Manchester is a hive of artistic activity with many visitors making a beeline for the northern English city's coolest neighbourhood.
“Can you see them,” Hayley Flynn asks, as she pokes a finger towards the side of a towering red-brick building on the corner of John Street and Turner Street in Manchester’s Northern Quarter.
“They’re a bit faded now, but they’re still there.”
She’s talking about the ornamental ceramic birds, perched high on rows of decorative metal shelves. Designed by Guy Holder, a sculptor from Brighton the so-called “Birds of John Street” were installed more than 20 years ago, long before the Northern Quarter was one of Europe’s most hip and happening, and wonderfully stroll-able, neighbourhoods.
“This wasn’t called the Northern Quarter back then — it didn’t really have a name at all,” says Hayley, an arts curator and creator of Skyliner, an award-winning arts and culture blog.
On this sun-dappled Sunday morning, she’s showing us some of the street art that helped fuel the renaissance of the NQ, which, in recent decades, has seen a glut of cool bars and cafes mushroom beside vintage fashion stores and designer boutiques, many housed in previously derelict Victorian cotton factories, warehouses and market buildings.
“This area suffered a lot when Manchester’s cotton industry declined (after World War II), and it got worse when the new Arndale shopping mall opened nearby, and took business away, in the 1970s,” Hayley explains. “Shops closed down, including some of the exotic pet and bird shops that used to do a roaring trade here.”
In a nod to the area’s past, the Birds of John Street were part of a 1990s public art project backed by the city council to rejuvenate this district of north central Manchester (just east of the Arndale). Artists were commissioned to work their magic, and as we amble along Thomas Street, Hayley points out another secluded nugget — a pineapple sculpture on a roof.
She also talks about the ceramic blue-and-white street signs unique to the Northern Quarter (the font design is meant to convey the warp-and-weft method of weaving used in the textile industry). Although the NQ’s art is mostly “organic”, especially the politically charged graffiti and stickers on back-alley walls, colourful murals have been co-ordinated as part of Cities of Hope, an initiative that sees artists, British and foreign, working with charities to highlight social justice issues such as homelessness, mental health and child casualties of war.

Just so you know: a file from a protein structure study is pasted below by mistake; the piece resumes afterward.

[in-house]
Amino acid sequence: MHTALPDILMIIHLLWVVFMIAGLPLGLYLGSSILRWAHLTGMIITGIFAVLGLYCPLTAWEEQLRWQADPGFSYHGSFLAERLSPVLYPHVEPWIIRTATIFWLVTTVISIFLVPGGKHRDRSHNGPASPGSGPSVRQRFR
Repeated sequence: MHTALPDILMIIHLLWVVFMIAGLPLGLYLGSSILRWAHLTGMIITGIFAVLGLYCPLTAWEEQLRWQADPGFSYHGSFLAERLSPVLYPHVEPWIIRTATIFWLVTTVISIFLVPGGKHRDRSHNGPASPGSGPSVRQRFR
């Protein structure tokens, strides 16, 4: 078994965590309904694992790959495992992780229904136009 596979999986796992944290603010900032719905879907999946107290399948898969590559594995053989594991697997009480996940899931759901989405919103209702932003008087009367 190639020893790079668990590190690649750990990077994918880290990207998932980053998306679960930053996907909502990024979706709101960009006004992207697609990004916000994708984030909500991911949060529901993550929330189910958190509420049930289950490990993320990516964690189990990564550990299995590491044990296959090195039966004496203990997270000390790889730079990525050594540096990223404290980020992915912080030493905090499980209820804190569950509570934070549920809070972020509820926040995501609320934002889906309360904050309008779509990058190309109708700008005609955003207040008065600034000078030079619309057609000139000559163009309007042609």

Beside a mural of Anthony Burgess, the Mancunian author of A Clockwork Orange, there’s a striking mural of a blindfolded child with a machine gun. Arguably Manchester’s most photographed alfresco art are the mosaics by Mancunian artist Mark Kennedy that adorn Affleck’s clothing and curios emporium. Morrissey and Liam Gallagher, Eric Cantona and George Best, Jack Duckworth and Hilda Ogden from Coronation Street are among the icons of Manchester to be honoured. The epicentre of the NQ’s street art scene, however, is Stevenson Square.
Historically a site of public gatherings — the Suffragettes met here — it’s fringed by trendy bars and eateries, while its slim central island is dotted with potted gardens and murals. The art is usually reworked every three months, but it’s been different recently. A David Bowie mural — painted after his death — lasted 14 months, before being replaced with Sloth from cult movie The Goonies.
A few weeks later, following the Manchester Arena attack, painted bees started to appear here, and across the city, in tribute to the victims.
The worker bee has long been an emblem of Manchester, a symbol of the industrious nature and unity of its citizens. Towards the end of the tour, Hayley once again points out some “hidden” art that we would otherwise have breezed past, oblivious. Engraved onto bollards by the Tib Street car park are little sculpted bees and puns referencing Manchester bands and songs.
There’s the HapBee Mondays, Definitely Maybee and I Wanna Bee Adored.
- Hayley Flynn’s public street art tours of the Northern Quarter run on a semi-regular basis and cost £7.50 ($12.40). Private tours can also be arranged on request. For further details on the tours and on Manchester, see visitmanchester.com.